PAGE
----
In field conditions, commercial pigment grade TiO2 was not harmful to terrestrial isopods but reduced leaf litter fragmentation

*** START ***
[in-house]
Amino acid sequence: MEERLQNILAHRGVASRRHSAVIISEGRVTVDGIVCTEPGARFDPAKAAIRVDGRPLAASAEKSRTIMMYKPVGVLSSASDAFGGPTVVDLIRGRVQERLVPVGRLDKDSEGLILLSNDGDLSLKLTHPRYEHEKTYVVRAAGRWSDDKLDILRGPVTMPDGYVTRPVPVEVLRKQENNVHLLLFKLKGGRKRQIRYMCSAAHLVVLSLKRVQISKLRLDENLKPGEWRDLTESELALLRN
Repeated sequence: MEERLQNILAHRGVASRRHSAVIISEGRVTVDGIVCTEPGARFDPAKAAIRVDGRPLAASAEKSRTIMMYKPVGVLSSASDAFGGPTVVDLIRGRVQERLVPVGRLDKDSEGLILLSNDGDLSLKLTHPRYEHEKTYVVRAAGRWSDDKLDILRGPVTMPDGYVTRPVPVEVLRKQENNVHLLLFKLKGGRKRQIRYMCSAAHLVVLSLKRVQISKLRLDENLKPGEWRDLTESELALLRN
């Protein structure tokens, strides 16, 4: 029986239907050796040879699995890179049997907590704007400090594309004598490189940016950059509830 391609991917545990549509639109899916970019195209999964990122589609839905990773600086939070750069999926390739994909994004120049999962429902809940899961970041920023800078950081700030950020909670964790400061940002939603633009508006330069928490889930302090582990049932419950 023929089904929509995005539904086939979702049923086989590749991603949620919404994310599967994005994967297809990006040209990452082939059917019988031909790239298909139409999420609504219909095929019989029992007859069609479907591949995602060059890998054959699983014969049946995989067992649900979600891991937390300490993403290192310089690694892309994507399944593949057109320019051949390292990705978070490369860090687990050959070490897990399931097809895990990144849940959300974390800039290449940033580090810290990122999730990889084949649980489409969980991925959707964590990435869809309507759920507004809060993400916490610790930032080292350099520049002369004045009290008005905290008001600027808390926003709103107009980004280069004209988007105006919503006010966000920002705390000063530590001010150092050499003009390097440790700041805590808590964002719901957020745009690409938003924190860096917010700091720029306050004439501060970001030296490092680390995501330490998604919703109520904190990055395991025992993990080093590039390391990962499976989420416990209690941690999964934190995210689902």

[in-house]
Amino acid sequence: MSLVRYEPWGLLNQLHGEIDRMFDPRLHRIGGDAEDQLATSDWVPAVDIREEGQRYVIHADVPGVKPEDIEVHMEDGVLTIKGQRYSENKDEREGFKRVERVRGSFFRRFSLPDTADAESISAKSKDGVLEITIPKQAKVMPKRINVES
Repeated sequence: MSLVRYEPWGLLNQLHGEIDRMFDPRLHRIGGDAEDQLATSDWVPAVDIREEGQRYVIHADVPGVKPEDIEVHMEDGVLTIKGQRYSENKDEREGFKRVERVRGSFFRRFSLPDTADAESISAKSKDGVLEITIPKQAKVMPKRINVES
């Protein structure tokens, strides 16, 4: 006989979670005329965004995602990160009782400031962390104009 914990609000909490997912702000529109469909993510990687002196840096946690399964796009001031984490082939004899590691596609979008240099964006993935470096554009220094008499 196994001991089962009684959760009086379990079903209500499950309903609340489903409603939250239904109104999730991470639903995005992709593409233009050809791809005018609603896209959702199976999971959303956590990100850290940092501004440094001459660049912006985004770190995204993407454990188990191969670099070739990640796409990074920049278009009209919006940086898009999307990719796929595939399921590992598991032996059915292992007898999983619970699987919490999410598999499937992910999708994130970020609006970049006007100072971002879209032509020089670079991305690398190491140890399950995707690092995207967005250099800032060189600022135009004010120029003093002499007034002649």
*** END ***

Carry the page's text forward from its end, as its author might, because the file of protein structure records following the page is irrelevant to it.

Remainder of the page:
We investigated the effects of a commercial pigment grade rutile TiO2 on the terrestrial isopod Porcellio scaber in three locations that differed in terms of abiotic and biotic conditions: the laboratory, open air, and the closed barn. Mortality and isopod energy reserves (digestive gland total proteins, lipids and carbohydrates) were not affected following 14 d exposure to up to 1000 mg TiO2 per kg dry leaves (mg/kg) under any experimental scenario. However, in the field tests, isopods consumption of TiO2-coated leaves was reduced compared to that of uncoated leaves and the decrease was not dose-dependent. The highest reduction was in the closed barn (45–56 %) rather than in the open-air (38–40 %). In laboratory-based food choice tests, isopods neither preferred nor avoided leaves coated with TiO2, suggesting that rather than sensing the TiO2 on the leaves directly, the isopods under open-air and barn exposure responded to altered attractiveness and/or palatability of the TiO2 amended leaves. We propose that this could be due to altered microbial population on the leaves, a hypothesis that requires further investigation. Although short-term exposure to atmospheric deposition of up to 1000 mg/kg commercial TiO2 is unlikely to pose an immediate threat to isopod mortality and energy balance, reduced leaf feeding may have implications for the decomposition of plant material.